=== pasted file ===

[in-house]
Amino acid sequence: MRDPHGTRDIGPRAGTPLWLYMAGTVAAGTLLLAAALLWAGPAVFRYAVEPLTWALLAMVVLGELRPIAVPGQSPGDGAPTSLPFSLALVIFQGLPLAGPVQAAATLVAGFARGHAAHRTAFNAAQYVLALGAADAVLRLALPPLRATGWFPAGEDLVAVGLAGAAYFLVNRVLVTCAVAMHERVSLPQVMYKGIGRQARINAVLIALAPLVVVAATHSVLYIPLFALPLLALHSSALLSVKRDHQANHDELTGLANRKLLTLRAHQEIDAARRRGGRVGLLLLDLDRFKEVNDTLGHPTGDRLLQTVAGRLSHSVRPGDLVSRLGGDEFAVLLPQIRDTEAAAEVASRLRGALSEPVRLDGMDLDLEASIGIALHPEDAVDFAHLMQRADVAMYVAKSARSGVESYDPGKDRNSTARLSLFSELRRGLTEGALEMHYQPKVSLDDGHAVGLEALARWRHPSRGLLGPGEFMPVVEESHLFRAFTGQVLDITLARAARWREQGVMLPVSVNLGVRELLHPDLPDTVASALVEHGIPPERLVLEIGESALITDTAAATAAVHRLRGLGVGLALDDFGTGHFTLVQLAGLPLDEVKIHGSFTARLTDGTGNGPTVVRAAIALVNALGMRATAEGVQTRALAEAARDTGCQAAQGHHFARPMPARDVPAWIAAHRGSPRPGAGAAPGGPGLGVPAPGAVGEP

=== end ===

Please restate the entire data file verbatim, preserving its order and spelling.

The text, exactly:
[in-house]
Amino acid sequence: MRDPHGTRDIGPRAGTPLWLYMAGTVAAGTLLLAAALLWAGPAVFRYAVEPLTWALLAMVVLGELRPIAVPGQSPGDGAPTSLPFSLALVIFQGLPLAGPVQAAATLVAGFARGHAAHRTAFNAAQYVLALGAADAVLRLALPPLRATGWFPAGEDLVAVGLAGAAYFLVNRVLVTCAVAMHERVSLPQVMYKGIGRQARINAVLIALAPLVVVAATHSVLYIPLFALPLLALHSSALLSVKRDHQANHDELTGLANRKLLTLRAHQEIDAARRRGGRVGLLLLDLDRFKEVNDTLGHPTGDRLLQTVAGRLSHSVRPGDLVSRLGGDEFAVLLPQIRDTEAAAEVASRLRGALSEPVRLDGMDLDLEASIGIALHPEDAVDFAHLMQRADVAMYVAKSARSGVESYDPGKDRNSTARLSLFSELRRGLTEGALEMHYQPKVSLDDGHAVGLEALARWRHPSRGLLGPGEFMPVVEESHLFRAFTGQVLDITLARAARWREQGVMLPVSVNLGVRELLHPDLPDTVASALVEHGIPPERLVLEIGESALITDTAAATAAVHRLRGLGVGLALDDFGTGHFTLVQLAGLPLDEVKIHGSFTARLTDGTGNGPTVVRAAIALVNALGMRATAEGVQTRALAEAARDTGCQAAQGHHFARPMPARDVPAWIAAHRGSPRPGAGAAPGGPGLGVPAPGAVGEP